― Ludwig van Beethoven
  • Post #5 - May 25th, 2004, 10:13 am
    Post #5 - May 25th, 2004, 10:13 am Post #5 - May 25th, 2004, 10:13 am
    David Hammond wrote:Steve, I thought the photo was slightly out-of-focus, but I just figured that's how it "would look" after having had a bottle of white wine with appetizers. ':twisted:'

    One of the many things I like about the LTH Forum software is that you can insert pix...that, plus the hyper-cute emoticons. ':wink:'

    David


    It's something my digital camera seems to be doing. The plate and the knife seem to be in focus, but the top of the pile of meat is soft...even though that's where I pointed the center focus spot. I guess it's testimony to the vastness of the pile of braciole you get on your plate.
    Steve Z.

    “Only the pure in heart can make a good soup.”
    ― Ludwig van Beethoven
  • Post #6 - May 25th, 2004, 10:57 am
    Post #6 - May 25th, 2004, 10:57 am Post #6 - May 25th, 2004, 10:57 am
    Great Picture,

    My only issue would be the size and or resolution. Unfortunately my office PC is still in the dark ages of dial-up. That picture took a full minute to download, but it still made me hungry.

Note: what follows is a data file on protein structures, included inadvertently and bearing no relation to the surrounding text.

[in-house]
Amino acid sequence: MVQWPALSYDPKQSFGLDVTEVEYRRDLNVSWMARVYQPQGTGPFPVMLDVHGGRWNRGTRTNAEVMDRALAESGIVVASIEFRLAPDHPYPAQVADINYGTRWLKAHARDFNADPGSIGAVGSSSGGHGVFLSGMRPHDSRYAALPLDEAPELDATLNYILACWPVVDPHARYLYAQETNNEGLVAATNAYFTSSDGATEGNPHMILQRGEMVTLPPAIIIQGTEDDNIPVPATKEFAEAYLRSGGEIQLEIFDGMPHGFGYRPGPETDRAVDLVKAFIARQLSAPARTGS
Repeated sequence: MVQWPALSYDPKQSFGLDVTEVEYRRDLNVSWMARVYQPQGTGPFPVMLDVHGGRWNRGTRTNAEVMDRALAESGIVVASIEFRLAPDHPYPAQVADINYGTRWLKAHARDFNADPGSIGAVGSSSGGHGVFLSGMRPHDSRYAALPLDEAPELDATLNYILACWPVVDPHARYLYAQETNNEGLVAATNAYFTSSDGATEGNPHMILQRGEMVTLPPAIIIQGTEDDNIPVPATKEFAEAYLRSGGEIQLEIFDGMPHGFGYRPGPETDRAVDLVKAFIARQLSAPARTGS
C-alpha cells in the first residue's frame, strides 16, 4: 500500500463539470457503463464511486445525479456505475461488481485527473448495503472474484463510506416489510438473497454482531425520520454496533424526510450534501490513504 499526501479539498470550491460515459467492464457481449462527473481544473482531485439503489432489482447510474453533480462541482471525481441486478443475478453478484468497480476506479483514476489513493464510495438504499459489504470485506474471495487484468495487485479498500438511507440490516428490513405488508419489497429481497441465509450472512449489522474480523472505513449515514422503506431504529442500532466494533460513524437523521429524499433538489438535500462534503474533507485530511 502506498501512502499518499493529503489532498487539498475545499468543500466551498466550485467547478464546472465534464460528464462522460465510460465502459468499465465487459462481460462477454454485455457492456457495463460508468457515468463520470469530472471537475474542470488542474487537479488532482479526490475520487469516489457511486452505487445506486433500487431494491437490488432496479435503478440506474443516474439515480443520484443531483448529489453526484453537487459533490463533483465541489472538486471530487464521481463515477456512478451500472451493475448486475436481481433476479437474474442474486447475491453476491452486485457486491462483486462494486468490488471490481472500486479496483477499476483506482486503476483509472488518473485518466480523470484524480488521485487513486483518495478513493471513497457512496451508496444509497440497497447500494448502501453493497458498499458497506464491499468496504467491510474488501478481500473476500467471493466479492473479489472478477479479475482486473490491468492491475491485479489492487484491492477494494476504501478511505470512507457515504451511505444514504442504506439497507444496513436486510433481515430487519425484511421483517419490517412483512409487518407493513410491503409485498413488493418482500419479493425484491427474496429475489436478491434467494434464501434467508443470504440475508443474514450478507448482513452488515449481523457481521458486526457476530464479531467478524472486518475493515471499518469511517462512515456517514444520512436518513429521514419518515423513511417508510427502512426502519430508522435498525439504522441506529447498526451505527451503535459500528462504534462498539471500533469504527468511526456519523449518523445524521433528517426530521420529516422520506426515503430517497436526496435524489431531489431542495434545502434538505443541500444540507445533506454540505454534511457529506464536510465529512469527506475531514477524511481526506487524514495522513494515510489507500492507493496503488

Flip
    "Beer is proof God loves us, and wants us to be Happy"
    -Ben Franklin-
  • Post #7 - May 26th, 2004, 10:34 pm
    Post #7 - May 26th, 2004, 10:34 pm Post #7 - May 26th, 2004, 10:34 pm
    had the pleasure of meeting bob of honey 1. really nice fellow. oh yeah, and the food. in the words of homer simpson..."gaaaaaa" (as drool slips from my lips :wink: )

    honey 1 pulled pork is coming soon...

    ciao
    sharon
  • Post #8 - May 27th, 2004, 5:03 pm
    Post #8 - May 27th, 2004, 5:03 pm Post #8 - May 27th, 2004, 5:03 pm
    is the green stuff all green pepper and if it is doesn't the whole thing taste like green peppers with a bit of meat...or maybe i'm just not a fan of green peppers..?
  • Post #9 - June 6th, 2004, 5:45 pm
    Post #9 - June 6th, 2004, 5:45 pm Post #9 - June 6th, 2004, 5:45 pm
    boca refugee wrote:is the green stuff all green pepper and if it is doesn't the whole thing taste like green peppers with a bit of meat...or maybe i'm just not a fan of green peppers..?


    Yes, the green stuff is green peppers. The red stuff is red peppers. There is also an ample supply of tomatoes, onion, garlic, red pepper flakes and olive oil. The sauce is cooked for hours and all of the tastes meld together quite nicely so, no it doesn't have a distinctive taste of green pepper.
    Steve Z.

    “Only the pure in heart can make a good soup.”
    ― Ludwig van Beethoven
  • Post #10 - July 15th, 2004, 6:23 pm
    Post #10 - July 15th, 2004, 6:23 pm Post #10 - July 15th, 2004, 6:23 pm
    Steve,

    The bulk of the food is in focus which is what's important.

    :idea: If you still want to do something about the focus, try standing back a little and later cropping the picture. Be sure you use a high enough pixel setting to ensure adequate resolution.

    Here is more detail about improving focus of closeups. Warning: If you're bored by technical crap, stop reading now. :)